Both photons and material particles such as electrons create analogous interference patterns when passing through a double-slit experiment. For photons, this corresponds to the interference of a Maxwell light wave whereas, for material particles, this corresponds to the interference of the Schrodinger wave equation. Although this similarity might suggest that Maxwell’s equations are simply Schrodinger’s equation for photons, most physicists do not agree. For one thing, they are mathematically different; most obviously, Schrodinger’s one equation solves for a complex field, whereas Maxwell’s four equations solve for real fields. More generally, the normal concept of a Schrodinger probability wave function cannot be applied to photons. Being massless, they cannot be localized without being destroyed; technically, photons cannot have a position eigenstate , and, thus, the normal Heisenberg uncertainty principle does not pertain to photons. A few substitute wave functions have been suggested for the photon, but they have not come into general use. Instead, physicists generally accept the second-quantized theory of photons described below, quantum electrodynamics, in which photons are quantized excitations of electromagnetic modes.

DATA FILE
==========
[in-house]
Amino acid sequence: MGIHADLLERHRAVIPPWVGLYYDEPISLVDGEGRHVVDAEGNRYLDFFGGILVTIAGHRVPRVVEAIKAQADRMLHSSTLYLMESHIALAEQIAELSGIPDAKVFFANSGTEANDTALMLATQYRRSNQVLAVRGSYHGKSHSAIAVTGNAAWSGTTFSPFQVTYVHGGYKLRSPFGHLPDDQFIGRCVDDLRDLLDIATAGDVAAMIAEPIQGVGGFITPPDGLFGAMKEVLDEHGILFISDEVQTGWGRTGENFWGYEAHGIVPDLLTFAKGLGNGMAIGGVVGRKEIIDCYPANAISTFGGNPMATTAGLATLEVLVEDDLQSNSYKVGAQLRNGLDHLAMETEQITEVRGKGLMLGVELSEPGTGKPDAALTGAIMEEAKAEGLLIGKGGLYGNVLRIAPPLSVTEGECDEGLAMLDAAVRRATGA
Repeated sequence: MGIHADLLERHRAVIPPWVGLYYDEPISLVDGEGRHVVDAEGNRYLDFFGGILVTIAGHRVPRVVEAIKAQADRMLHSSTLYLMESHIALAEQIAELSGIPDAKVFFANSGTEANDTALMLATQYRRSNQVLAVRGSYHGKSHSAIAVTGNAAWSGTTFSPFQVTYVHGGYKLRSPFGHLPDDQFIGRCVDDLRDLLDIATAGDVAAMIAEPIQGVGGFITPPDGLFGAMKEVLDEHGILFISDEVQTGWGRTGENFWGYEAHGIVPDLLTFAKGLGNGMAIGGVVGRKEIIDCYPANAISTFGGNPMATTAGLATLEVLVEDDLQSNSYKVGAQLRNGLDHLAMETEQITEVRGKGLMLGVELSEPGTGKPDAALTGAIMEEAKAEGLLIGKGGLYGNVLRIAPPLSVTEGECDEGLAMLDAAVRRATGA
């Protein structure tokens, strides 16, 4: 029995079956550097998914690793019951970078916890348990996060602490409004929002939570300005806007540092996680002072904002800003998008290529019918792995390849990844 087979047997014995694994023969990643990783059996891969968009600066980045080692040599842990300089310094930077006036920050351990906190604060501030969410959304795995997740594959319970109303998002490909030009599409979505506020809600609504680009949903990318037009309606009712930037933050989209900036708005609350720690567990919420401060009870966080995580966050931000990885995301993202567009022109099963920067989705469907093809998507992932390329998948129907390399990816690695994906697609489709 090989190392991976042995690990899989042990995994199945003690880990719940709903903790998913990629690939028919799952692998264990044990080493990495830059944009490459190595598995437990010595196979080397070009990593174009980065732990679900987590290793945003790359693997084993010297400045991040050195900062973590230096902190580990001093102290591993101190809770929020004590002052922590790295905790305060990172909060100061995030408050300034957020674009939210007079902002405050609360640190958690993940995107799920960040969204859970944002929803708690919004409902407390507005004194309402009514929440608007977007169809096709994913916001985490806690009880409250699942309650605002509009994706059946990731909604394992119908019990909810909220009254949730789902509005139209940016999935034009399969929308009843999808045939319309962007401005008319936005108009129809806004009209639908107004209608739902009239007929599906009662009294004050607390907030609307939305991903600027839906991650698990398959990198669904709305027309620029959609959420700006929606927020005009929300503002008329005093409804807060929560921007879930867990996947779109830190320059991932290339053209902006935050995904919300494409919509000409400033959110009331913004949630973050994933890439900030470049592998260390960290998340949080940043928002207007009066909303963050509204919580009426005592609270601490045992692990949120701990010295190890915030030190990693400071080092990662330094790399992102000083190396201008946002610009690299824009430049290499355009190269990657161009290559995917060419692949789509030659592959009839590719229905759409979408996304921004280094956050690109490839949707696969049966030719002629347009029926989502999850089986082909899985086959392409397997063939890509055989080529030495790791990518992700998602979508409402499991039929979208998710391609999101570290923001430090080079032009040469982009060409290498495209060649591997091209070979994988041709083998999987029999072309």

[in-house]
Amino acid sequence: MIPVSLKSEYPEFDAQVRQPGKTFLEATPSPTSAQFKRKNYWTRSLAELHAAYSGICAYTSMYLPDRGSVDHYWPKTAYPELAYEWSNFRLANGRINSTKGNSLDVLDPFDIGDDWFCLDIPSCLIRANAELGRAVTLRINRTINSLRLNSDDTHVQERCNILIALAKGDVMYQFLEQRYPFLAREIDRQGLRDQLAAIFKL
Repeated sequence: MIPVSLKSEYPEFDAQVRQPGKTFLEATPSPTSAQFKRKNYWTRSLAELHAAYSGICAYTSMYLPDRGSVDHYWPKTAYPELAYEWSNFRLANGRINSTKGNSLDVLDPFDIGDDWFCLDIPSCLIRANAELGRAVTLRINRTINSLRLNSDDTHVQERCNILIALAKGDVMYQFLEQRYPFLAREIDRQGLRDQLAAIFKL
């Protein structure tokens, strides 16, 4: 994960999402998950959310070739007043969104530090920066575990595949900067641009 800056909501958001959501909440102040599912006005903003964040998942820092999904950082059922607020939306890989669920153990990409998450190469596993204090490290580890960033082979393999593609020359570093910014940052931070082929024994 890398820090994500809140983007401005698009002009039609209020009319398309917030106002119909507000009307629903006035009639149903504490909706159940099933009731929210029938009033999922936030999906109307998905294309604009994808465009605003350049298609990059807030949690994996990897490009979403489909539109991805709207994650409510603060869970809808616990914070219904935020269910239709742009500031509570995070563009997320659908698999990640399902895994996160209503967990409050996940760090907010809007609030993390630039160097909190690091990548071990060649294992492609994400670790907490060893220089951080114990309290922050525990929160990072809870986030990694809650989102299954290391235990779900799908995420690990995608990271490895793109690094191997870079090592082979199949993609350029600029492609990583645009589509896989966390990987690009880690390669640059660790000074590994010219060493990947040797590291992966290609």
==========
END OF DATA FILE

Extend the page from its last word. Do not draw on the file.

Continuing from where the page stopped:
— Wikipedia on Photon
2010.07.29 Thursday ACHK